Document Type: Research Paper
Desert Management Department, International Desert Research Center (IDRC), University of Tehran, Tehran, Iran
Arid and semi-arid lands cover around one-third of the world's terrestrial expanse and their widespread plant
distributions provide these areas with a high potential for sequestering carbon. Vegetation management for developing
shrub or tree species in arid and semi-arid regions is one inexpensive and multi-purpose approach for decreasing CO2.
This study assessed the potential of carbon sequestration in the soil and biomass of a Nitraria schoberi L. stand in central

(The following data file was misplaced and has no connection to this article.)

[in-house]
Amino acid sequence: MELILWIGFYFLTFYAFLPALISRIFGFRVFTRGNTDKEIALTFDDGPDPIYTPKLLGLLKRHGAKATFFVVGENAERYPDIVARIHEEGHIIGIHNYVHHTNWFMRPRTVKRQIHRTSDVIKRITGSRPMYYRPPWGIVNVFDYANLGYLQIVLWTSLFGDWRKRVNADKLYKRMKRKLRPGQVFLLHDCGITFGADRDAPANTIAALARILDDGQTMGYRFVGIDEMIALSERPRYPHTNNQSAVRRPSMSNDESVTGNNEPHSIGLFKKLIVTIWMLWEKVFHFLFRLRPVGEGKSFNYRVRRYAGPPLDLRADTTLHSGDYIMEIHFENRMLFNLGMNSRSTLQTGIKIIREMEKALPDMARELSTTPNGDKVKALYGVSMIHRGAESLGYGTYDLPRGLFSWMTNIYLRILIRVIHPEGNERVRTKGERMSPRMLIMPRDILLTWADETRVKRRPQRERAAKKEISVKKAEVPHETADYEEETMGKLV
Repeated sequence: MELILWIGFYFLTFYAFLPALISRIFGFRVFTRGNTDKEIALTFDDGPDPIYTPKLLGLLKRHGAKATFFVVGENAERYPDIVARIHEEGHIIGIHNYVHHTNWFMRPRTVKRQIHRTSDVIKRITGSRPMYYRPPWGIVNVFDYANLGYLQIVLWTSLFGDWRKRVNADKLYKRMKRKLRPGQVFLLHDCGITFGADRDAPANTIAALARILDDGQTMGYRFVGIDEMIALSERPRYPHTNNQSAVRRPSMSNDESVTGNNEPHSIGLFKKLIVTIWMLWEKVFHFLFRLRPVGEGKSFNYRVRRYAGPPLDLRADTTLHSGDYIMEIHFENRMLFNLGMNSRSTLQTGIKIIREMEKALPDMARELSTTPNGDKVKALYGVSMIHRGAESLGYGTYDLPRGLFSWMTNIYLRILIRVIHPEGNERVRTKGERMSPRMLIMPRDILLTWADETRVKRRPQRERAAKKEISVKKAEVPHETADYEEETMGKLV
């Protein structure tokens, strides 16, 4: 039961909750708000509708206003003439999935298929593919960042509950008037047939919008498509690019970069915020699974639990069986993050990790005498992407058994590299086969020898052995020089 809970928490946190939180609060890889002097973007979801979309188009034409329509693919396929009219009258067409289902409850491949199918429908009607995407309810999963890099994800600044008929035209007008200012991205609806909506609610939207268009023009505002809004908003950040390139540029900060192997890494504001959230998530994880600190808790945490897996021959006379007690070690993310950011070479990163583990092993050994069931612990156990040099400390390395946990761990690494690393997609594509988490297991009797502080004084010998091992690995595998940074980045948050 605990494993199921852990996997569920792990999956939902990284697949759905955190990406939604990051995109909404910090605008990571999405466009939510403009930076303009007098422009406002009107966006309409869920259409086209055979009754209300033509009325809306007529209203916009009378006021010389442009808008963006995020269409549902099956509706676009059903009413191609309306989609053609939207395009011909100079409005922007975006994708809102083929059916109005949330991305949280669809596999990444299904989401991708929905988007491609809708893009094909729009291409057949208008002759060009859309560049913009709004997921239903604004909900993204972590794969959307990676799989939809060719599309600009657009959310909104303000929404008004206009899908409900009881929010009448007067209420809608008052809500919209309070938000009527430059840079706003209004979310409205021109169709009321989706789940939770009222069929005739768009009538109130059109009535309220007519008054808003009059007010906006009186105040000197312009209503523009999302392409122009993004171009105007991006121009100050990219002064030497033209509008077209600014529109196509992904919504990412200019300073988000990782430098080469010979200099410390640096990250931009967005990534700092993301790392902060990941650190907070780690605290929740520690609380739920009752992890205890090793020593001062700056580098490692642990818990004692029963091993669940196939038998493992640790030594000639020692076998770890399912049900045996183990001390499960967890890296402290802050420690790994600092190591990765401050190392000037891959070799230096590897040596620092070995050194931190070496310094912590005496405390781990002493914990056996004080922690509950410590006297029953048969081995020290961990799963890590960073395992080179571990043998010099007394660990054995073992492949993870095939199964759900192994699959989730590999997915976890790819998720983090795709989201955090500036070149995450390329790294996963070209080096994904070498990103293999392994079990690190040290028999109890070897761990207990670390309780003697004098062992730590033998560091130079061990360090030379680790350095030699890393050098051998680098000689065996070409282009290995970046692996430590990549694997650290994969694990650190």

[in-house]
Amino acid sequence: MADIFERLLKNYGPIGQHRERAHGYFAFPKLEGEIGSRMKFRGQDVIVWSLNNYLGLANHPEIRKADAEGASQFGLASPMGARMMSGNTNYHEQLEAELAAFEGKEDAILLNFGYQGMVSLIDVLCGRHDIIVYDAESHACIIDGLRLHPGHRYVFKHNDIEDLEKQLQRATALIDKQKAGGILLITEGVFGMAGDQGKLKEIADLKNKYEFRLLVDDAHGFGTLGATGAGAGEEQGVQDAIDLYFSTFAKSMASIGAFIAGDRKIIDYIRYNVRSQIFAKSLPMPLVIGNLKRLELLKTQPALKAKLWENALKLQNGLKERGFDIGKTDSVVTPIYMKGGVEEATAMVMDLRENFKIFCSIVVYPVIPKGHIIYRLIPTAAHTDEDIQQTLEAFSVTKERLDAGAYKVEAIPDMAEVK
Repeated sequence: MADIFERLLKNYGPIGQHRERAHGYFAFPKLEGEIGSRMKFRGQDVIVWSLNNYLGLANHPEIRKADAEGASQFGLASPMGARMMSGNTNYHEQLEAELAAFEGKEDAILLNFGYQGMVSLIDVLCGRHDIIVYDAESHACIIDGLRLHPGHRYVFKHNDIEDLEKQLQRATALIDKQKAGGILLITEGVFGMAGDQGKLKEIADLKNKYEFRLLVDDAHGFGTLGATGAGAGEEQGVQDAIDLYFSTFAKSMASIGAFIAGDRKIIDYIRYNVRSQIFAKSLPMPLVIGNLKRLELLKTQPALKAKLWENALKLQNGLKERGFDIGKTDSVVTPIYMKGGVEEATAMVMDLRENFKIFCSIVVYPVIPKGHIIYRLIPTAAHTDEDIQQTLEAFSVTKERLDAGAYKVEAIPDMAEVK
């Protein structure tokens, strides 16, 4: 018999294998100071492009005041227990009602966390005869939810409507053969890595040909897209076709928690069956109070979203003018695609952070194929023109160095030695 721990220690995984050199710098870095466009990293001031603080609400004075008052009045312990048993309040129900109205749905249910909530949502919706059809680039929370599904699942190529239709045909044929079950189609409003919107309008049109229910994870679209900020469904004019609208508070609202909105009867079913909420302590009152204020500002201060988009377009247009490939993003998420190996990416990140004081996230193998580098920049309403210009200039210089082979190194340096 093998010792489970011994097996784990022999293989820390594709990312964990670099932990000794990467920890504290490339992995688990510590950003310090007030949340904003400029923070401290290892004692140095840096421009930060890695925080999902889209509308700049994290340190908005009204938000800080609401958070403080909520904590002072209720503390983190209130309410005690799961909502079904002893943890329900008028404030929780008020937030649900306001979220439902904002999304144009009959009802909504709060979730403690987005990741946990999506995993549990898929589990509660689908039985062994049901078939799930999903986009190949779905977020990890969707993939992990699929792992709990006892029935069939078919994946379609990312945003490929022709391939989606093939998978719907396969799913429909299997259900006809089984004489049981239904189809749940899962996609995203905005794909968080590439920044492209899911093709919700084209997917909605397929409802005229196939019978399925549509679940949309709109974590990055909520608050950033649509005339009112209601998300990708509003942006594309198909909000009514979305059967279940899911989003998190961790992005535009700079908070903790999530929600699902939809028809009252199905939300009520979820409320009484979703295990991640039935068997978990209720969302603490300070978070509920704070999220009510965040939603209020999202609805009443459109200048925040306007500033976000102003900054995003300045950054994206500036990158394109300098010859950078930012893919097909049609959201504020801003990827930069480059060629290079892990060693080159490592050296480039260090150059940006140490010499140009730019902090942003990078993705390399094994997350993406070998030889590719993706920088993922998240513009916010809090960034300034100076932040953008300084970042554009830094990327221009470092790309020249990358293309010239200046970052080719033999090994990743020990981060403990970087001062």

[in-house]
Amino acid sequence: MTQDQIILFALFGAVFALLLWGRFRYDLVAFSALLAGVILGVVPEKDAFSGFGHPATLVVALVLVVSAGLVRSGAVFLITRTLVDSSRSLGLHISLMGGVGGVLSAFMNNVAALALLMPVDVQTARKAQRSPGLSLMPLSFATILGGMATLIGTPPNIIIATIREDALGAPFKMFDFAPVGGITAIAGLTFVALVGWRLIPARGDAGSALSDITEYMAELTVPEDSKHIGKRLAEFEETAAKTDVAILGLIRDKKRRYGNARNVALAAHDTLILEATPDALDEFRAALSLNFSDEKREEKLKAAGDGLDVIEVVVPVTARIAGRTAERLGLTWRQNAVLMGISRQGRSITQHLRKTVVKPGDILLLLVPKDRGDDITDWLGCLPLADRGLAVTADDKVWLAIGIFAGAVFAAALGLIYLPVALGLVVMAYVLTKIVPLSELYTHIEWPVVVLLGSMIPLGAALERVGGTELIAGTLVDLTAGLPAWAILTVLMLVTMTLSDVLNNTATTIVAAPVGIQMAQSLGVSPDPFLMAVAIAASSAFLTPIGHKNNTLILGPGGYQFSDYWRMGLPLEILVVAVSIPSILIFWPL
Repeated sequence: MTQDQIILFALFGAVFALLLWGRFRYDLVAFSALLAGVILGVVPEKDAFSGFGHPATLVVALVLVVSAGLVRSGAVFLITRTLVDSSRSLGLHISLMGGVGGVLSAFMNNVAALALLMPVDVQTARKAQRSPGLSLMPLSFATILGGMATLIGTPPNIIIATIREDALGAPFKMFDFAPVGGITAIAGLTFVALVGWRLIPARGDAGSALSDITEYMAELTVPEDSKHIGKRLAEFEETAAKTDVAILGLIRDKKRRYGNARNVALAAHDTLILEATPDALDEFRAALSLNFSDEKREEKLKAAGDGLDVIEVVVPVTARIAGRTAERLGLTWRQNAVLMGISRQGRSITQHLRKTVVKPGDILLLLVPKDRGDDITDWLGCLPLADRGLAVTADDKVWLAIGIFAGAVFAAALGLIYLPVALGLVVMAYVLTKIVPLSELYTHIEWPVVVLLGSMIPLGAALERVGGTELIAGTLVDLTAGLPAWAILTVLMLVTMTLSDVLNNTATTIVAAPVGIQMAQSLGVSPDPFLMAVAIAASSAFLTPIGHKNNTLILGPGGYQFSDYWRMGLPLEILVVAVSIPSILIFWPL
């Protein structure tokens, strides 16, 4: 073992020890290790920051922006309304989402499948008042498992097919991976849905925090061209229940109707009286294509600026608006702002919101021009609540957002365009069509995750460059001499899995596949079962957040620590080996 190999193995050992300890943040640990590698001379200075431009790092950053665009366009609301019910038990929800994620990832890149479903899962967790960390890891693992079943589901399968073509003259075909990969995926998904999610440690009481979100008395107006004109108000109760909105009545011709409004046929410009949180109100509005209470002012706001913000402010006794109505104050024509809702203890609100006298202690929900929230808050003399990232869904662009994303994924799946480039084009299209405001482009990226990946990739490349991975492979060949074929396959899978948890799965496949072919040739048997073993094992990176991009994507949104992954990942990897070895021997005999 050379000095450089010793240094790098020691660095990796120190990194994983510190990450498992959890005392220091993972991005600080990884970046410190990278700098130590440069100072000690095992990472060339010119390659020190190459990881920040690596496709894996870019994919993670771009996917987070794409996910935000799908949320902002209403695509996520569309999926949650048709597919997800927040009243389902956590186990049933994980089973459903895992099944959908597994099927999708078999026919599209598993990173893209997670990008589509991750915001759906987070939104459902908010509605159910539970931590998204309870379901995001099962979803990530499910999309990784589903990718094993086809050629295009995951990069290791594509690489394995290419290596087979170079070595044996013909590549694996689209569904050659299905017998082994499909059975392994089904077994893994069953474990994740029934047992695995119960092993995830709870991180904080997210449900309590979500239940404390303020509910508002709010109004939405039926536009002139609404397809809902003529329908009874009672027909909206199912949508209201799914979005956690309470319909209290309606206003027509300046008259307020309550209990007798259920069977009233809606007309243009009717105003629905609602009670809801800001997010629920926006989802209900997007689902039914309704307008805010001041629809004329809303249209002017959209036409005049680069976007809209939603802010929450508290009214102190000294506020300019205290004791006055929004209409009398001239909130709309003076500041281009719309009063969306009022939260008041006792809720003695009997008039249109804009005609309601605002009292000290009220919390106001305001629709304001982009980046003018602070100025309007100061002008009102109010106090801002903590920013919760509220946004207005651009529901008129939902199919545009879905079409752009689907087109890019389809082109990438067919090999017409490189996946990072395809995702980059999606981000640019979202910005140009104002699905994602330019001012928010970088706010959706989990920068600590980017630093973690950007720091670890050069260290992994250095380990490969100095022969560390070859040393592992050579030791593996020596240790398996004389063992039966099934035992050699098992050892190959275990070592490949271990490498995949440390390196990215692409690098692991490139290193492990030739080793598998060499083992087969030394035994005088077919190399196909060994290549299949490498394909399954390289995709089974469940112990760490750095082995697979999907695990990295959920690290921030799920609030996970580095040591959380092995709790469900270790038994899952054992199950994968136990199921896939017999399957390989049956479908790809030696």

Iran. Samples were taken from in N. schoberi L. stand and the adjacent native vegetation (Halocnemum strobilaceum M.
B. and Seidlitzia rosmarinus (Ehrh.) Bge.) as control area at Hoze Soltan desert region. In both areas, the amounts of
aboveground and underground biomass of plant samples were calculated by cutting and weighing the aerial parts (leaves,
stem) and roots. The ash method was used to determine the carbon sequestration coefficients of all samples and soil
organic carbon (SOC) was measured using Walkley and Black's methods. A comparison between the SOC of planted and
control areas showed no difference regarding the ability of carbon sequestration between the two areas. The results
indicated that the total carbon sequestration of the N. schoberi L. stand (28.06 Mg/ha) was significantly higher (p<0.01)
than the control area (18.64 Mg/ha) in the Hoze Soltan region.